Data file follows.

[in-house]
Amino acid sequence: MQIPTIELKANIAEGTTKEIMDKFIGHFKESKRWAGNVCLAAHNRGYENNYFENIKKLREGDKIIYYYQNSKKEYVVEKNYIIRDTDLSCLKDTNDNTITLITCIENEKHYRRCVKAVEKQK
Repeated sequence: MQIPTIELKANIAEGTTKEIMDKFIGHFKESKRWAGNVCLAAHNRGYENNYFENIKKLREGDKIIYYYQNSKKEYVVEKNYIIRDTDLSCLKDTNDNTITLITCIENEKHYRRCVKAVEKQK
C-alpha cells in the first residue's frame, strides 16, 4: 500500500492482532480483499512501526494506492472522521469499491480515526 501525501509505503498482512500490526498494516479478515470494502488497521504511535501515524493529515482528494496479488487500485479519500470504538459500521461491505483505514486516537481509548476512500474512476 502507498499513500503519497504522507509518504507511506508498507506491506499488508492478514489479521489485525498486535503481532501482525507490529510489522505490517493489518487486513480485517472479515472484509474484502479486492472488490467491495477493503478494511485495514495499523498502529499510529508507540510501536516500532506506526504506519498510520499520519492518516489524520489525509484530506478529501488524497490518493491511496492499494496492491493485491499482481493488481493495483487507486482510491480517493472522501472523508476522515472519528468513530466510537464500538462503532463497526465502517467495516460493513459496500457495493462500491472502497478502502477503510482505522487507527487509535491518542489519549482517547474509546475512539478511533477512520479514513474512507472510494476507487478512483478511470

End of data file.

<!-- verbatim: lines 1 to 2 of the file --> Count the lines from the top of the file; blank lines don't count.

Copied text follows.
[in-house]
Amino acid sequence: MQIPTIELKANIAEGTTKEIMDKFIGHFKESKRWAGNVCLAAHNRGYENNYFENIKKLREGDKIIYYYQNSKKEYVVEKNYIIRDTDLSCLKDTNDNTITLITCIENEKHYRRCVKAVEKQK